The BPC wants Congress to follow an "accelerated regular order" -- meaning, no Senate filibusters allowed and committees of jurisdiction do all the work -- to pass a deficit reduction package. That sounds reasonable, but Senators would have to agree to carve out an exception to their right to filibuster in this case. In fact, the same result could be achieved by following the reconciliation process, as was done to pass Obamacare.
The real flaw in the proposal is the demand for an automatic "backstop" that would occur if Congress failed to adopt the required laws. The last time we tried that, barely a year ago, it was called a "sequester" and now everybody is complaining that they passed it. The BPC explain this backstop this way:
The Executive Branch shall eliminate any shortfall – whether from the failure of the debt reduction bill to become law or from insufficient debt reduction contained therein – by achieving the requisite amount of debt reduction compared to the current policy baseline: half of the savings would come from reductions to all mandatory and entitlement programs (with the exception of Social Security) and half from reductions in all federal tax expenditures. The framework recognizes that the backstop of cuts in mandatory programs and tax expenditures will require flexible treatment – certainly, cutting an entitlement program involves different considerations than cutting a tax expenditure.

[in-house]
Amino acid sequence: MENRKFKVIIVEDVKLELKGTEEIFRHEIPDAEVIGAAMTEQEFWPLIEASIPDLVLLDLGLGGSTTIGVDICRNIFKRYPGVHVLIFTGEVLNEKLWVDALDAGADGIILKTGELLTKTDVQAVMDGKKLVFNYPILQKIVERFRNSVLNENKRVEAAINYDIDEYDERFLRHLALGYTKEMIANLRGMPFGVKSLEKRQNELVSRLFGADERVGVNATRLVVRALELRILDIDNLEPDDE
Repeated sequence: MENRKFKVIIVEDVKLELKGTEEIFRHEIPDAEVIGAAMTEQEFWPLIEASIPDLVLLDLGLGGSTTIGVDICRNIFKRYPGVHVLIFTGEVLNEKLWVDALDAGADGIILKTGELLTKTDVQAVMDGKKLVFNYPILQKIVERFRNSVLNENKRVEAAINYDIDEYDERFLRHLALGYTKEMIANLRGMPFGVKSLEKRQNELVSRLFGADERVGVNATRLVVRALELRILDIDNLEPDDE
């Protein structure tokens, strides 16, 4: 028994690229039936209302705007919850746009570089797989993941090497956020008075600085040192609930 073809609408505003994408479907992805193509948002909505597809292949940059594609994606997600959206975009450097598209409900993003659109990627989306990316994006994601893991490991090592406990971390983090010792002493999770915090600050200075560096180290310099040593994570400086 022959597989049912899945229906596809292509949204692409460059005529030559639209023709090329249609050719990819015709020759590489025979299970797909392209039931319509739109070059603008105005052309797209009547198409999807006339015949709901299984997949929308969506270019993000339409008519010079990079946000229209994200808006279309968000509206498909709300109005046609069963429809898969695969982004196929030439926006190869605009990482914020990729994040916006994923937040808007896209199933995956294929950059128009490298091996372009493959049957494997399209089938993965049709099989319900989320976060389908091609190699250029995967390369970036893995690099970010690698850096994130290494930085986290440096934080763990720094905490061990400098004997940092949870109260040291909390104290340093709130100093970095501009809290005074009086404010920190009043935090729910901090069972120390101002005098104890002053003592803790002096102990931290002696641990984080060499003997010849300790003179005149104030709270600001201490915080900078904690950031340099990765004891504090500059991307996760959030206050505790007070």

I really don't see how the President alone, absent votes by Congress on new laws, could reduce spending on mandatory and entitlement programs, and especially not on tax expenditures. Remember, his chief constitutional responsibility is to see that the laws are faithfully executed. If the law says people get a tax deduction for a charitable contribution or home mortgage interest, how can the President can change the law or the tax collection rules or the forms to make that happen. Dumb idea in pursuit of a worthy goal.